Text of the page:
Several factors are driving the projection, made by the California Association of Clerk and Election Officials.
For one, the presidential contest in both parties is close enough to spark huge interest, reflected in record numbers of registered voters. Also, a higher percentage than ever of those voters have requested absentee ballots. Absentee voters are more likely to follow through and vote than those who vote at polling places.
Mark Baldassare, director of the Public Policy Institute of California poll, is among those who expects today's turnout to be from 55 percent to 60 percent. That would be in the neighborhood of the percentage of voters who cast ballots in the 2003 recall. It would also be the highest turnout for a presidential primary since 1980, when 63 percent of registered voters cast ballots.
Pollsters, analysts and government officials said they expected the highest turnouts in Bay Area counties, as usual.
Baldassare said interest in the primary was fueled by the state's early timing, "uncertainties" facing a nation at war, and the "enthusiasm" of a race for the Democratic nomination between a woman and an African American.
It's also the first time since 1952 that
"People are thinking their vote counts," Baldassare said, "and that they are participating in history."
The state's top election official in an unusual move decided not to issue a turnout prediction, said Nicole Winger, a spokeswoman for Secretary of State Debra Bowen.
"There's no way to predict with the unique factors," Winger said.
The state moved its presidential primary up from March or the traditional June date in hopes of having more impact on the outcome of the race. The election coincides with primaries in 23 other states.
Winger noted that voter registration has hit a record for a presidential primary, with 15.7 million voters, or about 68.5 percent of those eligible to vote. Included in that total is a record percentage of voters, nearly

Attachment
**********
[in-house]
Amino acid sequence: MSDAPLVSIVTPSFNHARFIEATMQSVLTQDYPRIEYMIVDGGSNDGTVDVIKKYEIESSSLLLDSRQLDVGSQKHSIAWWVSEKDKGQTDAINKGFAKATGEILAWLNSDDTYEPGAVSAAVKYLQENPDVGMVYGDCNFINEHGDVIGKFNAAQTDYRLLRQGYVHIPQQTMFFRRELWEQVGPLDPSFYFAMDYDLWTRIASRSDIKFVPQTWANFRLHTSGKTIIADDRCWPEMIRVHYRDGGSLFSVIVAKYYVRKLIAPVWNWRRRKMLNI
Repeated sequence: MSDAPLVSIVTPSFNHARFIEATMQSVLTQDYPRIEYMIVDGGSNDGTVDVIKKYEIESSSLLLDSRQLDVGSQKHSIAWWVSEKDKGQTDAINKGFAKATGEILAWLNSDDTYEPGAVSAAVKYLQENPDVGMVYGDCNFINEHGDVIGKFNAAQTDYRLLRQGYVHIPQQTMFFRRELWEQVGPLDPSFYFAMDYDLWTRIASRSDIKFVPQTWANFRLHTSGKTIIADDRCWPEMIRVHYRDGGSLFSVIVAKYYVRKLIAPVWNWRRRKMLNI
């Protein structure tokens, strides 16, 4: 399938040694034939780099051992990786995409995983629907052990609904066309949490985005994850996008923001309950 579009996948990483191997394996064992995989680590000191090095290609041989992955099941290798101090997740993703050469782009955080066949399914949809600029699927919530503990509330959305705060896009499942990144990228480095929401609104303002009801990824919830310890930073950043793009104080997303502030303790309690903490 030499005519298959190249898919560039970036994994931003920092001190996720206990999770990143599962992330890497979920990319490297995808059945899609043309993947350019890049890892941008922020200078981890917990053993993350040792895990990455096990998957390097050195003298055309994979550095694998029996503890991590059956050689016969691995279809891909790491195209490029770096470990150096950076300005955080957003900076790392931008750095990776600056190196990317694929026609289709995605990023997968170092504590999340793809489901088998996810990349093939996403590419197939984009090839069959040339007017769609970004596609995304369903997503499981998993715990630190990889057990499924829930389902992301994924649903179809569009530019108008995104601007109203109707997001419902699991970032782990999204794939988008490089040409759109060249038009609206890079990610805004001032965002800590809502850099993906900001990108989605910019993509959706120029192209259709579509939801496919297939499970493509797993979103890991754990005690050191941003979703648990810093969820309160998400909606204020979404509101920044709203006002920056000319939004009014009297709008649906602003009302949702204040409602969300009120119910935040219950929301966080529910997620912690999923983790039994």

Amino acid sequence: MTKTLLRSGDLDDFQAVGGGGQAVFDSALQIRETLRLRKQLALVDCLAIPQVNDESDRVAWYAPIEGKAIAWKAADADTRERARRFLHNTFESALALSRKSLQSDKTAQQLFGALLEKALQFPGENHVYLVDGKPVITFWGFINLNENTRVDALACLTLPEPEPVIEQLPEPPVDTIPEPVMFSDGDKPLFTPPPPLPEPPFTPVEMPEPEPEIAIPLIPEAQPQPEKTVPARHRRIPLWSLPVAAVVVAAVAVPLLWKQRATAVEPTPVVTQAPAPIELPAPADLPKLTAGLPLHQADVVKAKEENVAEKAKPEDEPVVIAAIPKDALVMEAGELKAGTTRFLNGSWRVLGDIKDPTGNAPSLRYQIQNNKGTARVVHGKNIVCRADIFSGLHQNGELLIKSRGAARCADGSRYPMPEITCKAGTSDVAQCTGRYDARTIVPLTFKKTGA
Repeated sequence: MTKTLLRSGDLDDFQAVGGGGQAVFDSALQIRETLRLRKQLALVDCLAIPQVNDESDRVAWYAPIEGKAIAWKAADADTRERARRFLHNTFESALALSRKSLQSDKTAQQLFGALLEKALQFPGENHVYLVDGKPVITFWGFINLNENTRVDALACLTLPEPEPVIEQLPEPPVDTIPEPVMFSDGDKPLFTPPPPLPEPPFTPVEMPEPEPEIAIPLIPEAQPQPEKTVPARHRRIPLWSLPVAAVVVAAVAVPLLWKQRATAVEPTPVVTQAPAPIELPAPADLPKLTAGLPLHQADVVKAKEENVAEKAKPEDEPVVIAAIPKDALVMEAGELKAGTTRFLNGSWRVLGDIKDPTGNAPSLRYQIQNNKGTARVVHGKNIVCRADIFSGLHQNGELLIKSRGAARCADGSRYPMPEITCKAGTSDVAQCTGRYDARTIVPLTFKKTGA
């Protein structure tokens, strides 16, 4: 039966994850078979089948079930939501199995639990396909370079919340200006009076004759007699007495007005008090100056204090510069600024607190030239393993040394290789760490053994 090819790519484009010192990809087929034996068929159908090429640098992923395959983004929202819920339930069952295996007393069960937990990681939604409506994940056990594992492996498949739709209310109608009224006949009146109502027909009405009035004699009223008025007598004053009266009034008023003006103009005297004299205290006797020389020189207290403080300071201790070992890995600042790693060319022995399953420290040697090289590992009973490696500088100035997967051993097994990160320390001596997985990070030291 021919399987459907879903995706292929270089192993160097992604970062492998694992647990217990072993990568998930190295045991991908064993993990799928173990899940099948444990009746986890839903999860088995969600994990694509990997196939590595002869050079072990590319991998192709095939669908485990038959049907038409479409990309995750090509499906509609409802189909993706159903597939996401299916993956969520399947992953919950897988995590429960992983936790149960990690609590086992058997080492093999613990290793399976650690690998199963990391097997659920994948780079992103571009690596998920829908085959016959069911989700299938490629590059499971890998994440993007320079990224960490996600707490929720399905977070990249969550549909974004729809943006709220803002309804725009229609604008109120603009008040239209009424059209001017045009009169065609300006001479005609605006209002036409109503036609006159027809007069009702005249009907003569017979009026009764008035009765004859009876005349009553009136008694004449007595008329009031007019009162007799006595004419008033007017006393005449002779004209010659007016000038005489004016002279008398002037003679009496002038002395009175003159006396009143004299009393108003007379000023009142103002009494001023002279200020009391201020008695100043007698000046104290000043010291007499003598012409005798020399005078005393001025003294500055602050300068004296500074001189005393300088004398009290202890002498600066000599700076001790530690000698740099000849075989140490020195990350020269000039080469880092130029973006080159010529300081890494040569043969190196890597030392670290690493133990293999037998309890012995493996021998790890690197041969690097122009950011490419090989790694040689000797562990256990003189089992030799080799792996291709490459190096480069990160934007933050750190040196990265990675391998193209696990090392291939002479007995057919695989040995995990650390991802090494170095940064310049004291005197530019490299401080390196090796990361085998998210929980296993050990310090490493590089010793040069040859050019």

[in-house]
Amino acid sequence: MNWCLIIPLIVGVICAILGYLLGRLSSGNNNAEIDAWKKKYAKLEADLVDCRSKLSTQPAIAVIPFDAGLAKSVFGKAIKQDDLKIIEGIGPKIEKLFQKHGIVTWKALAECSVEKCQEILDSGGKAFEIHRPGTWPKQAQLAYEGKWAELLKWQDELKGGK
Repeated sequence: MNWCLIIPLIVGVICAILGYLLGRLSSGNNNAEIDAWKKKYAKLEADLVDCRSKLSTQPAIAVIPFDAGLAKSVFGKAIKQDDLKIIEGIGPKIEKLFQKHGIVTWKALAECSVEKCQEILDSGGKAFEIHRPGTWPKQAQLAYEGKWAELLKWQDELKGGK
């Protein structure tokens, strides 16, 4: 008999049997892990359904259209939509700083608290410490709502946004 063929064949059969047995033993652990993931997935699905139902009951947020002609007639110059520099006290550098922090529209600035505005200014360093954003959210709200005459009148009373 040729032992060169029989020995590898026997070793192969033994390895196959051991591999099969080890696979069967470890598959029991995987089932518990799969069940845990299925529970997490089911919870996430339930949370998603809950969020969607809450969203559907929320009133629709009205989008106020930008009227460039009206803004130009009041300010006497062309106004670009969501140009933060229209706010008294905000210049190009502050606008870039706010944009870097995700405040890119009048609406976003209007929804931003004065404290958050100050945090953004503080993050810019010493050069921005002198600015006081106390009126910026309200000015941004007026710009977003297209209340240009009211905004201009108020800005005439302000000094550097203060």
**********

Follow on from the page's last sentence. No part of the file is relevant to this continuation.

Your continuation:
20 percent, who have declined to state their party preference, and a record number of mail-in ballots.
The former could weigh heavily in the Democratic primary, which allows decline-to-state voters to participate. The Republican party only allows GOP members to vote in its primary. The latter could create delays in deciding races, especially if a large number of those ballots are returned or received on election day, which means they must be verified before they can be counted.
Guy Ashley, of the registrar of voters office in Alameda County, said a large turnout is expected locally, of 70 percent to 75 percent of the county's 704,000 registered voters.
Ashley said the trend toward mail-in ballots has affected when results can become available. In Alameda County, nearly 50 percent of the total turnout for elections vote via mail-in ballots.
"Mail-in ballots used to just be a trickle of the votes that came in," Ashley said. "Now, however, it's a big thing."
Ashley said the registrar's office won't be able to start counting mail-in ballots received on election day until Wednesday due to the large amount of ballots cast at polling locations the office will count today. Ashley said those mail-in ballots received today could represent a "sizable chunk" of mail-in ballots received for the early presidential primary possibly as much as 15 percent to 20 percent.
Testing by Bowen's office last year also concluded that many electronic voting machines were vulnerable to hacking, which force more than 20 counties to switch back to paper ballots. That development has caused a shortage of the high-speed optical scanning equipment that's required to process the ballots swiftly.
Contra Costa County election chief Steve Weir said that because his county traditionally uses paper ballots and optical scanning equipment, he is not expecting major problems.
Staff writer Chris Metinko contributed to this story.
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